Author Archive

How To Crochet: Chain Loop Fringe

Posted in Tutorials and Help on May 3rd, 2011 by Robin Beers – 33 Comments
If you are tired of cutting yarn for fringe and love to make chains, this fringe is for you! Use it for a spring scarf or an afghan or even crocheted jewelry. The only thing you need to know is how to chain. Basically, this fringe is just loops of chains attached to the base of your work continuously.

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How to Crochet: Double Crochet with Beads

Posted in Tutorials and Help on April 26th, 2011 by Robin Beers – 20 Comments
Now that you know how to add beads to your work and do a single crochet, I will teach you how to add beads to a double crochet stitch. For a quick refresher about how to add beads, click here. In this tutorial, I used larger beads made of wood. I found them at my local craft store. The technique is basically the same as in single crochet except that you will pull the bead to the front of your work and secure it there. Some ideas for you are to make a pocketbook with beads, or maybe a beaded plant hanger.  

The materials you need are crochet thread or yarn, beads and a needle. I am using larger beads here so I use a tapestry needle to string them onto my yarn.
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How To Crochet: Single Crochet with Beads

Posted in Tutorials and Help on April 19th, 2011 by Robin Beers – 32 Comments
If you have ever wondered how to add beads to your crochet work, whether it is for jewelry or just to dress up a scarf, check out this tutorial. I will show you how to add beads with a single crochet stitch. Use this technique to create one of a kind jewelry with crochet thread. You can add beads to a lacy scarf for a feminine touch or even in fringe. Next week I will teach you how to do the double crochet stitch with beads.

The materials you need are crochet thread or yarn, beads and a needle. One of the challenges is getting the correct size needle to make sure that you can thread your crochet thread and then be able to get it through the bead itself. I use the regular needles that are a bit larger so that the thread will make it through the eye. If you are using regular worsted weight yarn, you will need a tapestry needle and then make sure that your beads have a larger hole. Another trick is to use regular thread to string your beads and then work this thread along with your yarn. The possibilities are as endless as the amount of different kinds of beads there are. Visit your local craft store and you will be amazed at the variety!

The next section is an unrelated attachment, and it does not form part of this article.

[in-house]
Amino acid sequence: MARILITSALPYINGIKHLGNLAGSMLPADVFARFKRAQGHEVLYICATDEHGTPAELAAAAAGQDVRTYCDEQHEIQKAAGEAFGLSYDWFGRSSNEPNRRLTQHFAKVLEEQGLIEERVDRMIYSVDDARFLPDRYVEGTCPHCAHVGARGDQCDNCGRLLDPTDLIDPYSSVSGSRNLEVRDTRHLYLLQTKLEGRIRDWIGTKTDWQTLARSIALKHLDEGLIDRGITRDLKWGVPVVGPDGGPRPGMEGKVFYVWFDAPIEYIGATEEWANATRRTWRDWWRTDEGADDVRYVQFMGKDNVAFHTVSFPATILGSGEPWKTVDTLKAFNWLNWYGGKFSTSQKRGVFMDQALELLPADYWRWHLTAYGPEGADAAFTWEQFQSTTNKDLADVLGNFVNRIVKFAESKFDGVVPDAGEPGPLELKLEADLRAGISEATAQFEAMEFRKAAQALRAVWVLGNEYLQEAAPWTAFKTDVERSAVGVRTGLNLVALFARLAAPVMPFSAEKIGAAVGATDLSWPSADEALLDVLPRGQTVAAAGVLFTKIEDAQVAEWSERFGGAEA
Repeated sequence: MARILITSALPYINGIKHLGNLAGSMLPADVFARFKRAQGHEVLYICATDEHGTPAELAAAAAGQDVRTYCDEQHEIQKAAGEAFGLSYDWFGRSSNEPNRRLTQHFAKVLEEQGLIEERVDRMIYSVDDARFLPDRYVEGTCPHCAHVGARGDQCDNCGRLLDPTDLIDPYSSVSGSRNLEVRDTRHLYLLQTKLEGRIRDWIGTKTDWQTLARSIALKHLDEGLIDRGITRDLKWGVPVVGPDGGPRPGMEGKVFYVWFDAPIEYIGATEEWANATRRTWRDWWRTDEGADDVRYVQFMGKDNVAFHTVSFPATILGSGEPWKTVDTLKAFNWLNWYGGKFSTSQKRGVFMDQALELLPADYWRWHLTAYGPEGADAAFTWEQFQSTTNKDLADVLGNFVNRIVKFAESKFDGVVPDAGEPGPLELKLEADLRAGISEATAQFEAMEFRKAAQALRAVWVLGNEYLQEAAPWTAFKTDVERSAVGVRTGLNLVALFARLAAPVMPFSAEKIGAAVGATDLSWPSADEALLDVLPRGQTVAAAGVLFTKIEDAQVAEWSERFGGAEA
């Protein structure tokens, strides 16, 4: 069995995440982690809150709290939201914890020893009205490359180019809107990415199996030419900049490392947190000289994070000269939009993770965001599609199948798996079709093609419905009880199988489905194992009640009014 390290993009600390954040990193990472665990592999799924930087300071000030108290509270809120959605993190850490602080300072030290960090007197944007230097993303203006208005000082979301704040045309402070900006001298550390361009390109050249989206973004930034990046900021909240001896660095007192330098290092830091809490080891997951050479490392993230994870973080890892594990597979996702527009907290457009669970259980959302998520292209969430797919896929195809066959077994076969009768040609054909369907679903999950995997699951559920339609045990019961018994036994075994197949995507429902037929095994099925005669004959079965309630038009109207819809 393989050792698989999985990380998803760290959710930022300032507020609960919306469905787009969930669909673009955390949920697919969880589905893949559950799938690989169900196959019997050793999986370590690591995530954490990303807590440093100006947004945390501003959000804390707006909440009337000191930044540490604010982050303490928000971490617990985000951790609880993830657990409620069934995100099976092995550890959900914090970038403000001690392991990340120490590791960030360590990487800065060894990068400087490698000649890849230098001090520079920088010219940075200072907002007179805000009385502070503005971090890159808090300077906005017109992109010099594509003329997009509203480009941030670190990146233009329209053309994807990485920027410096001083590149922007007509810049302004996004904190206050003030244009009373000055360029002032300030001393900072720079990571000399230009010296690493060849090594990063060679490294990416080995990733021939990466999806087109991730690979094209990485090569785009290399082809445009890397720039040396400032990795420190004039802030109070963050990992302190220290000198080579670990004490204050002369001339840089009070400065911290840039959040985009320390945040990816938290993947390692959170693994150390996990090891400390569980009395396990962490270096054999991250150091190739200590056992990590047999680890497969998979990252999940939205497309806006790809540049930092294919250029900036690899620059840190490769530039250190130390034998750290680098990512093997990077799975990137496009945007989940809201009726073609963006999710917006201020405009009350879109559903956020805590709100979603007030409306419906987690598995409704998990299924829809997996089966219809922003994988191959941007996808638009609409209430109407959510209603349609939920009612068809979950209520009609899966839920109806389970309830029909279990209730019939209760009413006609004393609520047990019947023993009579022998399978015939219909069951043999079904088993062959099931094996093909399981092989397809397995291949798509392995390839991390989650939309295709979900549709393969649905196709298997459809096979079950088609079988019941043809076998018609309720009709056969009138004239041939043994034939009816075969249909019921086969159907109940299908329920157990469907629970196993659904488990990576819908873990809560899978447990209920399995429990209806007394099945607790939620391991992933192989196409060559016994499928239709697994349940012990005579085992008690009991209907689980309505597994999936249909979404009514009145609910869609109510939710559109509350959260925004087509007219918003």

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How To Crochet: Blanket Stitch

Posted in Tutorials and Help on April 12th, 2011 by Robin Beers – 307 Comments
This easy stitch is perfect for an afghan or blanket. It is just sets of 3 stitches, one single crochet and two doubles. Once you get into the hang of it, you can do it in your sleep! Use it for a baby blanket in a pretty pink or blue or for a regular afghan with bright colors! You can change colors after a few rows for a multicolored effect.

The photo above is a baby blanket I am working on for charity. I am using a J-hook for this with worsted yarn. Decide how wide you want your blanket to be and chain the proper number in multiples of 3. I chained 108 for this blanket and it is about 31 inches wide. For more blanket patterns using similar stitches, click here. Oh, and by the way, feel free to try this stitch on a scarf if you want! Experiment!
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How To Crochet: Chain Loop Mesh Stitch

Posted in Tutorials and Help on April 7th, 2011 by Robin Beers – 48 Comments